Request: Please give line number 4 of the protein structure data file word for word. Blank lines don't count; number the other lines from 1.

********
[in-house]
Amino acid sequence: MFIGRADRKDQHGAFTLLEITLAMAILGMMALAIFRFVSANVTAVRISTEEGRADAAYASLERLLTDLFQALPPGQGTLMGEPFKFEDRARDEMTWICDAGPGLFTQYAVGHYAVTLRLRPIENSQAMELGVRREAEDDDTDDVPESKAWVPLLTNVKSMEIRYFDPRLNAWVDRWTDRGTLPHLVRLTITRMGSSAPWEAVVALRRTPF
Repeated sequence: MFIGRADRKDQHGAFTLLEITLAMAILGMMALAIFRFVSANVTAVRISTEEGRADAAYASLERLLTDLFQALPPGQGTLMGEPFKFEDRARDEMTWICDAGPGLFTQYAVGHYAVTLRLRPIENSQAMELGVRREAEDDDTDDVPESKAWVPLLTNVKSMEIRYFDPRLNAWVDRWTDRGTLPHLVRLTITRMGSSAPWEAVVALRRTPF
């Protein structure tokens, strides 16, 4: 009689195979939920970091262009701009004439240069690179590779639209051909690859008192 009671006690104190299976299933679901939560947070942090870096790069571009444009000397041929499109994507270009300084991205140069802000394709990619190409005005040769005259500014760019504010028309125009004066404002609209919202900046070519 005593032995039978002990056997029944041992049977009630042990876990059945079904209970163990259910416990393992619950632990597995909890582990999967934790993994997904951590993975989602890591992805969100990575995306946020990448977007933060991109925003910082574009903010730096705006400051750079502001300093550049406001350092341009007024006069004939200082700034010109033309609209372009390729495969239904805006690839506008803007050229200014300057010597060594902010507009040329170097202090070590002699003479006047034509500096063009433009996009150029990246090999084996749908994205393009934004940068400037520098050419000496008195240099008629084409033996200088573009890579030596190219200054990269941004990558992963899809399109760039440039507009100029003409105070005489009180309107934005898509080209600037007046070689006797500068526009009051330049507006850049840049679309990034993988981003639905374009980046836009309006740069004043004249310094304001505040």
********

């Protein structure tokens, strides 16, 4: 009689195979939920970091262009701009004439240069690179590779639209051909690859008192 009671006690104190299976299933679901939560947070942090870096790069571009444009000397041929499109994507270009300084991205140069802000394709990619190409005005040769005259500014760019504010028309125009004066404002609209919202900046070519 005593032995039978002990056997029944041992049977009630042990876990059945079904209970163990259910416990393992619950632990597995909890582990999967934790993994997904951590993975989602890591992805969100990575995306946020990448977007933060991109925003910082574009903010730096705006400051750079502001300093550049406001350092341009007024006069004939200082700034010109033309609209372009390729495969239904805006690839506008803007050229200014300057010597060594902010507009040329170097202090070590002699003479006047034509500096063009433009996009150029990246090999084996749908994205393009934004940068400037520098050419000496008195240099008629084409033996200088573009890579030596190219200054990269941004990558992963899809399109760039440039507009100029003409105070005489009180309107934005898509080209600037007046070689006797500068526009009051330049507006850049840049679309990034993988981003639905374009980046836009309006740069004043004249310094304001505040």